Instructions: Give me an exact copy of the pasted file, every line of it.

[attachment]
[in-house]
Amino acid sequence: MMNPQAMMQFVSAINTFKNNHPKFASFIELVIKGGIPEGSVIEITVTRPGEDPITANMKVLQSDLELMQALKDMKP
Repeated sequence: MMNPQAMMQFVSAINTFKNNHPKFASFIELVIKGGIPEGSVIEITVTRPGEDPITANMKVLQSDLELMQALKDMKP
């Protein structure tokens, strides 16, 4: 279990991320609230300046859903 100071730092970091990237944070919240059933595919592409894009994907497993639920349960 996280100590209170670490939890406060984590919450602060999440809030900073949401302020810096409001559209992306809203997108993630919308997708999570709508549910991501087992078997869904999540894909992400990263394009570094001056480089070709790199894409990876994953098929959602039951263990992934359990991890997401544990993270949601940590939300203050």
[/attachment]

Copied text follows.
[in-house]
Amino acid sequence: MMNPQAMMQFVSAINTFKNNHPKFASFIELVIKGGIPEGSVIEITVTRPGEDPITANMKVLQSDLELMQALKDMKP
Repeated sequence: MMNPQAMMQFVSAINTFKNNHPKFASFIELVIKGGIPEGSVIEITVTRPGEDPITANMKVLQSDLELMQALKDMKP
């Protein structure tokens, strides 16, 4: 279990991320609230300046859903 100071730092970091990237944070919240059933595919592409894009994907497993639920349960 996280100590209170670490939890406060984590919450602060999440809030900073949401302020810096409001559209992306809203997108993630919308997708999570709508549910991501087992078997869904999540894909992400990263394009570094001056480089070709790199894409990876994953098929959602039951263990992934359990991890997401544990993270949601940590939300203050």